Institutions, especially century-old institutions like ADL, also can commit to the practice of self-examination and Teshuvah. And it is in this spirit that I have been reflecting on a stance ADL took 11 years ago when we opposed the location of the then-proposed Park51 Islamic Community Center & Mosque near Ground Zero in Lower Manhattan. Originally known as Cordoba House, and modeled after institutions such as the JCC in Manhattan, now known as the Marlene Meyerson JCC Manhattan, and the 92nd Street Y, the project planned to include community and cultural spaces with the goal of fostering interfaith dialogue and promoting peace and understanding. I believe the stance we took is one for which we owe the Muslim community an apology.
Further, amidst ADL’s reflection, and approaching the 20th anniversary of the September 11th terrorist attacks, our nation’s sudden and disastrously planned withdrawal from Afghanistan is heartbreaking. For me personally, and ADL as a whole, this catastrophe made our Teshuvah all the more urgent.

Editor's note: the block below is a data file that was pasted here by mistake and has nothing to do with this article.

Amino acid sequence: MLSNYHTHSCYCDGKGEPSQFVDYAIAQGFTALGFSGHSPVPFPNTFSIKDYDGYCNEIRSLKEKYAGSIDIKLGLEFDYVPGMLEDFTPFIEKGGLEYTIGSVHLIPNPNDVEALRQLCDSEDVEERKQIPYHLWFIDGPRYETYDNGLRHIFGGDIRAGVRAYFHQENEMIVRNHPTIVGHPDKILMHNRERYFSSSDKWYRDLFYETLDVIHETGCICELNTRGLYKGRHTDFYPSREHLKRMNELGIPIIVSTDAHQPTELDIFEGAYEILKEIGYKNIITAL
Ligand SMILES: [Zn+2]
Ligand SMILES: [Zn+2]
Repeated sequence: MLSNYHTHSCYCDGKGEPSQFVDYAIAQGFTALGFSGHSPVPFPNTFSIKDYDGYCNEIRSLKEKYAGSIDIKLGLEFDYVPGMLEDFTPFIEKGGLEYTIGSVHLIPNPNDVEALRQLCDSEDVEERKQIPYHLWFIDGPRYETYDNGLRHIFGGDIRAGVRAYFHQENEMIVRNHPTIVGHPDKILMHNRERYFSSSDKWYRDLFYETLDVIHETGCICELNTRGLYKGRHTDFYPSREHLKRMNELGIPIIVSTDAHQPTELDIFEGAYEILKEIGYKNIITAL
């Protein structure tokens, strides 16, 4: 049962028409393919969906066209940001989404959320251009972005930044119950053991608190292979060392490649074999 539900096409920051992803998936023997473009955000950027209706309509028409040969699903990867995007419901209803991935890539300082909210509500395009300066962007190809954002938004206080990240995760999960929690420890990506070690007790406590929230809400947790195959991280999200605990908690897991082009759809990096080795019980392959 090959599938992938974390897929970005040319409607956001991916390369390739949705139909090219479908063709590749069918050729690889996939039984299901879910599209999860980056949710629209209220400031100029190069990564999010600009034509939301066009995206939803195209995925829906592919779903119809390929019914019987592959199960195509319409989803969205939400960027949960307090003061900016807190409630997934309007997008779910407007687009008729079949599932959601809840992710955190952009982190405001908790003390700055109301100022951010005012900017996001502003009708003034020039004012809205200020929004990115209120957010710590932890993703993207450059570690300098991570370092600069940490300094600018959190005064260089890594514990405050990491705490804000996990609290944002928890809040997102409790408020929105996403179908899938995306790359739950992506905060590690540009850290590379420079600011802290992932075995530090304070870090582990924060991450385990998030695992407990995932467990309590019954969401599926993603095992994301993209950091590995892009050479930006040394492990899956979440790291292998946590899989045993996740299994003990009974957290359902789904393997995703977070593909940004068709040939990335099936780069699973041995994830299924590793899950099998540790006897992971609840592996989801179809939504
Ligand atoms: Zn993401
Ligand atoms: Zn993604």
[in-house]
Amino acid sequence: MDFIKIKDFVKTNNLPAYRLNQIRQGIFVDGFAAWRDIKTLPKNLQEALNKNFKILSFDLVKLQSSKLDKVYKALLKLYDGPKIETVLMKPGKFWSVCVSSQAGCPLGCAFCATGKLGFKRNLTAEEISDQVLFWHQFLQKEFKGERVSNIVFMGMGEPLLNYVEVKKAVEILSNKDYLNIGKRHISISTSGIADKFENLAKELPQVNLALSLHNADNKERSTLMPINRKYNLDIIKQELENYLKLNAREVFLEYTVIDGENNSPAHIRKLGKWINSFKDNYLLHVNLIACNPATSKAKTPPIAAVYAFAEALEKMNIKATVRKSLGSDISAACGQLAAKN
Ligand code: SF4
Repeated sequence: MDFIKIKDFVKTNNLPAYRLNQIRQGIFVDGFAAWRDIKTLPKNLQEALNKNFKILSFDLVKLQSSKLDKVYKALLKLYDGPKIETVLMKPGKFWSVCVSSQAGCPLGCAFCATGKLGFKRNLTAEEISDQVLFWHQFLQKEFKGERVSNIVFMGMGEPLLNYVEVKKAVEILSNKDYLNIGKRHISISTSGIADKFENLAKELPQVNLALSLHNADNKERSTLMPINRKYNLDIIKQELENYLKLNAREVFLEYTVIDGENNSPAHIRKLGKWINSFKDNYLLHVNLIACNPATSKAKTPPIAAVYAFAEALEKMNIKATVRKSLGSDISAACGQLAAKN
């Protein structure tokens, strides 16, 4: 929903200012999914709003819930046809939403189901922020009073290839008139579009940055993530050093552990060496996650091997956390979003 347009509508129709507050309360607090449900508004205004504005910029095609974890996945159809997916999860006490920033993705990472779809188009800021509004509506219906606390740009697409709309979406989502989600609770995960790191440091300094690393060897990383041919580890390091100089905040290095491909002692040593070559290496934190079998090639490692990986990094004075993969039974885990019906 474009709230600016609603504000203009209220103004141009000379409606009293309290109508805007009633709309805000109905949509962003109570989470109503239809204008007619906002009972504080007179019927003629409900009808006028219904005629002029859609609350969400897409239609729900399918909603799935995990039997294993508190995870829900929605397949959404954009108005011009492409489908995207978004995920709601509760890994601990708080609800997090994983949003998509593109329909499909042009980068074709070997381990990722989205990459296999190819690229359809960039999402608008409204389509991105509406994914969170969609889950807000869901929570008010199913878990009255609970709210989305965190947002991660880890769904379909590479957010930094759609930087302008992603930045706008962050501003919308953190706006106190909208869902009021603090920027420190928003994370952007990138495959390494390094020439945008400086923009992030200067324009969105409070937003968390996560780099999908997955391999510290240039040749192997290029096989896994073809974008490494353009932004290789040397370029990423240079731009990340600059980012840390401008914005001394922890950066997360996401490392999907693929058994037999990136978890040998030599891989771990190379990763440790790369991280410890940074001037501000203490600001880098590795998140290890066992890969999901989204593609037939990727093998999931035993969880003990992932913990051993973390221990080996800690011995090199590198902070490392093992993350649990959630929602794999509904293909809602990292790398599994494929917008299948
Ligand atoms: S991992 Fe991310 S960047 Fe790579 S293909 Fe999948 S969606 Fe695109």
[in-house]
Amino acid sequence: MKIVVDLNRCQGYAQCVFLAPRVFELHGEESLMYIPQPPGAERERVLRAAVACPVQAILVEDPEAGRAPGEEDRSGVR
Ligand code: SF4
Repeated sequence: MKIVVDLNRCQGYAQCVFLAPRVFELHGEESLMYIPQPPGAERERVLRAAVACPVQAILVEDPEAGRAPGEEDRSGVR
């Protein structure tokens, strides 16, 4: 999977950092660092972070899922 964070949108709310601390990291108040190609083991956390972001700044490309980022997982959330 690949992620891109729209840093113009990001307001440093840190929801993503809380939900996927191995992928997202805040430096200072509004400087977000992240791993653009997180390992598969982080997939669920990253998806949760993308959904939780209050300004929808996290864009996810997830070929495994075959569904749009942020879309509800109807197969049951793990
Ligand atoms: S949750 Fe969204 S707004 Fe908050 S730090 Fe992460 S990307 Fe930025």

Today one can see how the Cordoba House could have helped to heal our country as we nursed the wounds from the horror of 9/11. As we near the 20th anniversary of that tragic day, the need for healing remains. Arguably, it has attained an increased urgency after the tumult of recent years and especially now as we prepare to welcome refugees from Afghanistan, including many who supported our troops and our ideals, and now flee the onslaught of the Taliban. Sadly, rather than heal, we have seen Islamophobia persist in ugly ways.
As the leading anti-hate organization in the US, with experts tracking extremism of all sorts, ADL is committed to help our Muslim allies counter Islamophobia. Indeed, we have been doing so for many decades. And this is exactly why, as a dear Muslim friend told me recently, ADL’s stance on the Cordoba House project was “a punch in the gut to the Muslim community.” I hope that by righting this wrong, we can be better allies in the fight against the rise in anti-Muslim hate that is coming — and it is coming.